The study, first reported by The Guardian, showed that the chemicals were found at levels roughly 2,000 times higher than what experts consider safe. This is the first study since 2005 to look at PFAS in breast milk samples.
According to study co-author Erika Schreder, the findings indicate that PFAS contamination of breast milk may be universal in the United States. The chemicals are contaminating what should be "nature's perfect food," added Schreder, who works as a science director for Toxic-Free Future, a nonprofit group that calls for the use of safer products and chemicals.
Schreder and her colleagues published their findings on Thursday, May 13, in the journal Environmental Science and Technology.
PFAS are called "forever chemicals" because they practically take forever to break down. This characteristic makes them very useful for many products, such as non-stick cookware and stain-resistant fabric. But it is this exact characteristic as well that allows PFAS to persist in the environment for several decades.
PFAS have also been known to accumulate inside human bodies. In fact, they have been linked to many serious health problems, such as cancer, birth defects, liver disease and low sperm counts, to name a few.
Previous studies have looked at PFAS in air, drinking water and children's bodies. But little is known about PFAS in breast milk. To shed light on the matter, the researchers tested the breast milk of 50 women for 30 long-chain and nine short-chain PFAS. Long-chain PFAS are thought to be more dangerous than short-chain ones because they can stay inside the body for months before being excreted completely.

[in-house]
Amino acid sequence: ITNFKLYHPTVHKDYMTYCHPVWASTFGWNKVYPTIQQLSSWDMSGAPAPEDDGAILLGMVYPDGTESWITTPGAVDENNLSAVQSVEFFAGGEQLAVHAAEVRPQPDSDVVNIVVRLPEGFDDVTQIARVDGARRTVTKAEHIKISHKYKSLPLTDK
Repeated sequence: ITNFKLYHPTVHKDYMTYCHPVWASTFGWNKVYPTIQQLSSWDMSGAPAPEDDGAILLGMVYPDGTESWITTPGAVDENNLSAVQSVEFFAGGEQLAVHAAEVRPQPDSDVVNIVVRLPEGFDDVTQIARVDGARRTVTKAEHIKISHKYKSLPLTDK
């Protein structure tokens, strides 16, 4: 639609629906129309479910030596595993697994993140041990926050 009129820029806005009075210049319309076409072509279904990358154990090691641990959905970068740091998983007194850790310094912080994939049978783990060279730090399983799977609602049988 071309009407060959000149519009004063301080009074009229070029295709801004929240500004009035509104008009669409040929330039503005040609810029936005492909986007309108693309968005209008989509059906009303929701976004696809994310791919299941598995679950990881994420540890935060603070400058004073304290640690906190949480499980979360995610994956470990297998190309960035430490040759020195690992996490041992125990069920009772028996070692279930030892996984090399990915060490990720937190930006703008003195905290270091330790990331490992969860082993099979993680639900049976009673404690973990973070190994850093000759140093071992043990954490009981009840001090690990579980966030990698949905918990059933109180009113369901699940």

All samples came back positive for PFAS. In total, 16 PFAS were detected. PFAS levels were found in extremely high concentrations ranging between 50 parts per trillion (ppt) to 1,850 ppt. To put this into perspective, advocacy groups like the Environmental Working Group (EWG) recommend only 1 ppt of PFAS in water.
The Centers for Disease Control and Prevention (CDC) suggests a limit of 52 ppt of PFAS for adults and only 14 ppt for children. The Environmental Protection Agency (EPA) currently has no guidelines for PFAS levels in breast milk.
The findings suggest that PFAS-contaminated breast milk might pose a threat to newborn babies. However, few studies have looked at the effects of PFAS on newborns, said co-author Sheela Sathyanarayana, an associate professor of pediatrics at the University of Washington.
So far, studies have shown that PFAS can have adverse effects on older children's health. The chemicals can disrupt the production of hormones necessary for growth and development.
But even with these studies, it's still extremely difficult to determine which children face the greatest risk of PFAS exposure because the chemicals are so ubiquitous in the environment, explained Sathyanarayana.
And even though the researchers only looked at a relatively small sample size, the contamination cut across socioeconomic and geographic groupings. This makes determining exposure levels so difficult as well on an individual level, added Sathyanarayana.
To minimize exposure to PFAS, Sathyanarayana and her colleagues recommend that pregnant women and nursing mothers avoid greaseproof carryout food packaging, waterproof clothes and non-stick cookware. However, take note that manufacturers don't always disclose all of the chemicals they use in their products. (Related: US scientists detect MORE THAN 50 chemicals from everyday products in pregnant women and newborns.)
Learn more about the health risks associated with forever chemicals at Chemicals.news.